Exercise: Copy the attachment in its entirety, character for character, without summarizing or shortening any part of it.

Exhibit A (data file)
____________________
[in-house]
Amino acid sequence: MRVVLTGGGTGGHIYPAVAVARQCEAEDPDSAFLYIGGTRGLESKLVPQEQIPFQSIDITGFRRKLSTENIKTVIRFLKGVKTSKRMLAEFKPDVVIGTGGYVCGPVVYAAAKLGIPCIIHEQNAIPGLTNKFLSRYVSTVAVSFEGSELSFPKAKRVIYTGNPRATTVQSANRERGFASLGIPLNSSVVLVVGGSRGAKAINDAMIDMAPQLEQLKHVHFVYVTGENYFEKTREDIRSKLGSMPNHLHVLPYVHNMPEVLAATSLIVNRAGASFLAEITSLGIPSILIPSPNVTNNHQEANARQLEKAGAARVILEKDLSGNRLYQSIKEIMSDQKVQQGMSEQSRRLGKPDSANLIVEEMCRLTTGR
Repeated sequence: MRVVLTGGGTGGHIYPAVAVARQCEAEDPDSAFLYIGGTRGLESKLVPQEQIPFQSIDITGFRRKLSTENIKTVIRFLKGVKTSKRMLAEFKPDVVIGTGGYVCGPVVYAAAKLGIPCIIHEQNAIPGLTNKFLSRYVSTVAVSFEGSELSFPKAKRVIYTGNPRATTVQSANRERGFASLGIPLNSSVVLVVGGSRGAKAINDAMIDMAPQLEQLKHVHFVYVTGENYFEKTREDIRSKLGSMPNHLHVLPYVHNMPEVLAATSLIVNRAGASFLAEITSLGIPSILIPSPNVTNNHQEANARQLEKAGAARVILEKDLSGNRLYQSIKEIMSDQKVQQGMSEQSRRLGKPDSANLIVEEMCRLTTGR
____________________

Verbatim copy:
[in-house]
Amino acid sequence: MRVVLTGGGTGGHIYPAVAVARQCEAEDPDSAFLYIGGTRGLESKLVPQEQIPFQSIDITGFRRKLSTENIKTVIRFLKGVKTSKRMLAEFKPDVVIGTGGYVCGPVVYAAAKLGIPCIIHEQNAIPGLTNKFLSRYVSTVAVSFEGSELSFPKAKRVIYTGNPRATTVQSANRERGFASLGIPLNSSVVLVVGGSRGAKAINDAMIDMAPQLEQLKHVHFVYVTGENYFEKTREDIRSKLGSMPNHLHVLPYVHNMPEVLAATSLIVNRAGASFLAEITSLGIPSILIPSPNVTNNHQEANARQLEKAGAARVILEKDLSGNRLYQSIKEIMSDQKVQQGMSEQSRRLGKPDSANLIVEEMCRLTTGR
Repeated sequence: MRVVLTGGGTGGHIYPAVAVARQCEAEDPDSAFLYIGGTRGLESKLVPQEQIPFQSIDITGFRRKLSTENIKTVIRFLKGVKTSKRMLAEFKPDVVIGTGGYVCGPVVYAAAKLGIPCIIHEQNAIPGLTNKFLSRYVSTVAVSFEGSELSFPKAKRVIYTGNPRATTVQSANRERGFASLGIPLNSSVVLVVGGSRGAKAINDAMIDMAPQLEQLKHVHFVYVTGENYFEKTREDIRSKLGSMPNHLHVLPYVHNMPEVLAATSLIVNRAGASFLAEITSLGIPSILIPSPNVTNNHQEANARQLEKAGAARVILEKDLSGNRLYQSIKEIMSDQKVQQGMSEQSRRLGKPDSANLIVEEMCRLTTGR